That said… This news is actually a lot more about software than I originally thought. It’s kind of interesting that the google charges (probably?) force developers to hunt, not just for free tiles, but for other web map display technology too. See the question about google page view measurements posed in my blog post and the comments here. If you have to switch away from the google maps so-called “API” (mostly a javascript library) and over to OpenLayers/Leaflet/Mapstraction as well as switching tile servers, then this makes switching all the more painful. It kind of muddies the waters. We have a lot of explaining to do, to developers who are not familiar with the distinction (today for example).

    But the flip-side of this is that software innovations (especially open source projects) will receive a boost as smart developers look for ways of reducing dependencies. I’m confident we’ll see a push towards improving the ease of rendering your own tiles, and even saying bye bye to tiles. Particularly on mobile, map displays are going vector. This is all dependant on access to raw geo data…. and I know a good place to get that!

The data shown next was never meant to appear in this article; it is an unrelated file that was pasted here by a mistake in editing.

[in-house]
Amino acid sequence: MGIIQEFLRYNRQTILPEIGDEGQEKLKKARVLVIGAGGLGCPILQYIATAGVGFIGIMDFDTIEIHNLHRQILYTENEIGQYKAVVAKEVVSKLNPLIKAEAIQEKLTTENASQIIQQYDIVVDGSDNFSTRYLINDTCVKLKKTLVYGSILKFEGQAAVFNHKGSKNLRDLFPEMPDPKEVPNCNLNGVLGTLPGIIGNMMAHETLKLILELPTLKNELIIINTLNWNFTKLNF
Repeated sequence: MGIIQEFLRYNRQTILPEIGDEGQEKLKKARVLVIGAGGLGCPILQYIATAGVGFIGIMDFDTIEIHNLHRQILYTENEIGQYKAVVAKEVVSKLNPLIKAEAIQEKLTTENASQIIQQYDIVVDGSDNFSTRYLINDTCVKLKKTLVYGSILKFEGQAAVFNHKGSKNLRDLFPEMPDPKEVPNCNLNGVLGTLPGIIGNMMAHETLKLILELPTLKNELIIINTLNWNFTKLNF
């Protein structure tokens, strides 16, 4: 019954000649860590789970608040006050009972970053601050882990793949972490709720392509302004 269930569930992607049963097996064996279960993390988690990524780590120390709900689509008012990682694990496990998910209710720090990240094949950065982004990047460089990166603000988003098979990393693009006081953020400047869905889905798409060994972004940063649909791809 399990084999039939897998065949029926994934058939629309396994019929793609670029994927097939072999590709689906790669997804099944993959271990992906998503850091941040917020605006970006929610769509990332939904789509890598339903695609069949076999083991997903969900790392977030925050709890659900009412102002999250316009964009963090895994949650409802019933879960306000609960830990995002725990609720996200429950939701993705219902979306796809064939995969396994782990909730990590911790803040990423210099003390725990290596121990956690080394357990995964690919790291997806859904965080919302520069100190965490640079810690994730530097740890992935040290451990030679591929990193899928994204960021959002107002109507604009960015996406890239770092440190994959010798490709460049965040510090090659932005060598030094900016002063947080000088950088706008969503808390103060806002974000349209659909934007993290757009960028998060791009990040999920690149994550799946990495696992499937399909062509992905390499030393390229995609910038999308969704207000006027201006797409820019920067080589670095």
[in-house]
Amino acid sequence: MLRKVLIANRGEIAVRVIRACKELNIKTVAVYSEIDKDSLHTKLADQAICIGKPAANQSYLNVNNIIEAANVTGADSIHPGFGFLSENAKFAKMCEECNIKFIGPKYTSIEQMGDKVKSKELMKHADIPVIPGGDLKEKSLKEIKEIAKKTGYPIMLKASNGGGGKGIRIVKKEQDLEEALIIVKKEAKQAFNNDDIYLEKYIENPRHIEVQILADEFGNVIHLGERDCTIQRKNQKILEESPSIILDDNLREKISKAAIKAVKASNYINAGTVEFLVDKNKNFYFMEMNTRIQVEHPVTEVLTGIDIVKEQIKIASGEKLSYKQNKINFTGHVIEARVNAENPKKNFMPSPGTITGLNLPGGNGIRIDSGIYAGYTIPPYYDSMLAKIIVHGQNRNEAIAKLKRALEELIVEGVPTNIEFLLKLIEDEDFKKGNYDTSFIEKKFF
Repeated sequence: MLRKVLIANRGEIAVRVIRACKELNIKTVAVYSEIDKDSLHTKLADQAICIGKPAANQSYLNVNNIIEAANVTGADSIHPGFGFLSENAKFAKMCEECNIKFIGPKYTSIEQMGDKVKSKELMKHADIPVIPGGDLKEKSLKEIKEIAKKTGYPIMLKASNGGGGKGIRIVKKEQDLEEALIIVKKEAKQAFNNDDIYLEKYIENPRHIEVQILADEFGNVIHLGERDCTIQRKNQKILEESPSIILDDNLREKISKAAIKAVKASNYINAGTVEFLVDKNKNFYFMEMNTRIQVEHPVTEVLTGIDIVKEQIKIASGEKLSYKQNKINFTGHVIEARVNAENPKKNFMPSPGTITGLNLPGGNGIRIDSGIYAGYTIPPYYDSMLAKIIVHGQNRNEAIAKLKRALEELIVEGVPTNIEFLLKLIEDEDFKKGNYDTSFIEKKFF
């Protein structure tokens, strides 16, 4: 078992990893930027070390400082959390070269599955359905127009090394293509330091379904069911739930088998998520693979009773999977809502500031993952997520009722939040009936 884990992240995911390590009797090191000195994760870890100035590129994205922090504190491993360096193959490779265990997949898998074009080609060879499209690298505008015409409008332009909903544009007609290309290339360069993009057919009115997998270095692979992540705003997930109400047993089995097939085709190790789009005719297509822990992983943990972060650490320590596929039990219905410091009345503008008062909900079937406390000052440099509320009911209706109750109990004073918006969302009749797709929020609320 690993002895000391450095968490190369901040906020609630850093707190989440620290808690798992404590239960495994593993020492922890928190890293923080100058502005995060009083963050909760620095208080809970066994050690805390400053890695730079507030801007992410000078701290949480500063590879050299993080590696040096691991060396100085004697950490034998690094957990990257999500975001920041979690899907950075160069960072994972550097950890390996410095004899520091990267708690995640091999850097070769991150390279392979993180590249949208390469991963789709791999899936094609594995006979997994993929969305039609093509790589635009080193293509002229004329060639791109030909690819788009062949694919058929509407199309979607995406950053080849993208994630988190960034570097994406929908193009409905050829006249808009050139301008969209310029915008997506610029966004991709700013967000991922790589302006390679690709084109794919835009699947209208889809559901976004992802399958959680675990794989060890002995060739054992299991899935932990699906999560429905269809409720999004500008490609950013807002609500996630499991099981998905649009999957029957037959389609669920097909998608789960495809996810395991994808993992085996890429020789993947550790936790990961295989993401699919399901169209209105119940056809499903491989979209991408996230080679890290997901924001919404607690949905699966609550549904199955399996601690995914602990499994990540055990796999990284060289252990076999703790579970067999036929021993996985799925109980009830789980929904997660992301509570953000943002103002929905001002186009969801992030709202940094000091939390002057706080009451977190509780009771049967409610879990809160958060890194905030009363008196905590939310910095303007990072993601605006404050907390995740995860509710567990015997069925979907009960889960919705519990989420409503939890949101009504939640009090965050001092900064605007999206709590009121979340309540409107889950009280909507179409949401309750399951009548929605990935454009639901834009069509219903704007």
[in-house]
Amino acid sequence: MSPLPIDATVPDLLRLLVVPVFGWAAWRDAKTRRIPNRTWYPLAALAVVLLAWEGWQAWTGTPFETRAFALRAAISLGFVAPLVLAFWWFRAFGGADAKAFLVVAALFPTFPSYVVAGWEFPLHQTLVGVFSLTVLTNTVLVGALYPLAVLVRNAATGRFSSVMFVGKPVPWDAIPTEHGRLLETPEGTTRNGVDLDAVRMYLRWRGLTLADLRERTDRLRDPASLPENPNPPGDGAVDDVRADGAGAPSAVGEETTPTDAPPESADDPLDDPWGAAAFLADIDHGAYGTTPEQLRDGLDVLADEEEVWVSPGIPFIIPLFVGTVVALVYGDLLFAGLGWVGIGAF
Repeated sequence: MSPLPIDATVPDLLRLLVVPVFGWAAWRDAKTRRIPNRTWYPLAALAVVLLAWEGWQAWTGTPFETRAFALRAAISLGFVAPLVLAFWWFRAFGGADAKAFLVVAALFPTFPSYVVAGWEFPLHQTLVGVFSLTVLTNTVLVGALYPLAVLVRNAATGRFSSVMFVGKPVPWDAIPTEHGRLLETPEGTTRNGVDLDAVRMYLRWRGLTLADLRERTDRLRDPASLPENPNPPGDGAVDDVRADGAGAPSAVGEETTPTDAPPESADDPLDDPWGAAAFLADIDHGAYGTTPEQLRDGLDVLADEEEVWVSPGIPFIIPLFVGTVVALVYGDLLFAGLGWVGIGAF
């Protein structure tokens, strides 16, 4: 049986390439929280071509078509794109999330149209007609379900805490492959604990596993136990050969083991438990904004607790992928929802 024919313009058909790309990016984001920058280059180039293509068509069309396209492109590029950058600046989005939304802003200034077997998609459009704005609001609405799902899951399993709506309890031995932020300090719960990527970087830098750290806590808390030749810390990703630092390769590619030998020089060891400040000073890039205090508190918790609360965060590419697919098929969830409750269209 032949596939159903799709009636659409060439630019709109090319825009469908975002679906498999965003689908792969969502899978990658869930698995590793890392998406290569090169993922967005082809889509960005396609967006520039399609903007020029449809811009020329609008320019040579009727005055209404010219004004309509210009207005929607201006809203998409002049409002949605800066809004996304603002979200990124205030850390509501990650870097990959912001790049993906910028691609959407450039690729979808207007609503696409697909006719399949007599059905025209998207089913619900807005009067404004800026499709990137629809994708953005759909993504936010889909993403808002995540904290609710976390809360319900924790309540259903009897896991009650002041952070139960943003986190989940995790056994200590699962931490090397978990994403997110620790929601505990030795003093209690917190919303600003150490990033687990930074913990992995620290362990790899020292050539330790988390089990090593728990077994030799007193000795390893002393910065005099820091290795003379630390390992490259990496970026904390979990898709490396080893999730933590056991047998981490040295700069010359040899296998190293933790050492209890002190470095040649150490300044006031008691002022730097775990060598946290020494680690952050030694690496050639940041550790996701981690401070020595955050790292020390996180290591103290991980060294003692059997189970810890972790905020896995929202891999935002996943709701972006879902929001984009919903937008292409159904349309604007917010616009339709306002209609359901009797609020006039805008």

• steven Post author

    Harry

    Wearing my geo.me hat I know that a map session in Google terms is loading the javascript API, once it is loaded and cached in the user’s browser they can pan, zoom and route as much as they want.

    Even with Open Data and Open Source Software to generate and serve the tiles you still need real physical infrastructure, power and bandwidth to run a service and I haven’t found a free source for that yet! Somehow money has to flow back to whomever is serving the tiles and paying for infrastructure, it may be through fees or it could be advertising revenue or there could be some other model that I don’t understand but this geo-ecosphere won’t be sustained purely through goodwill.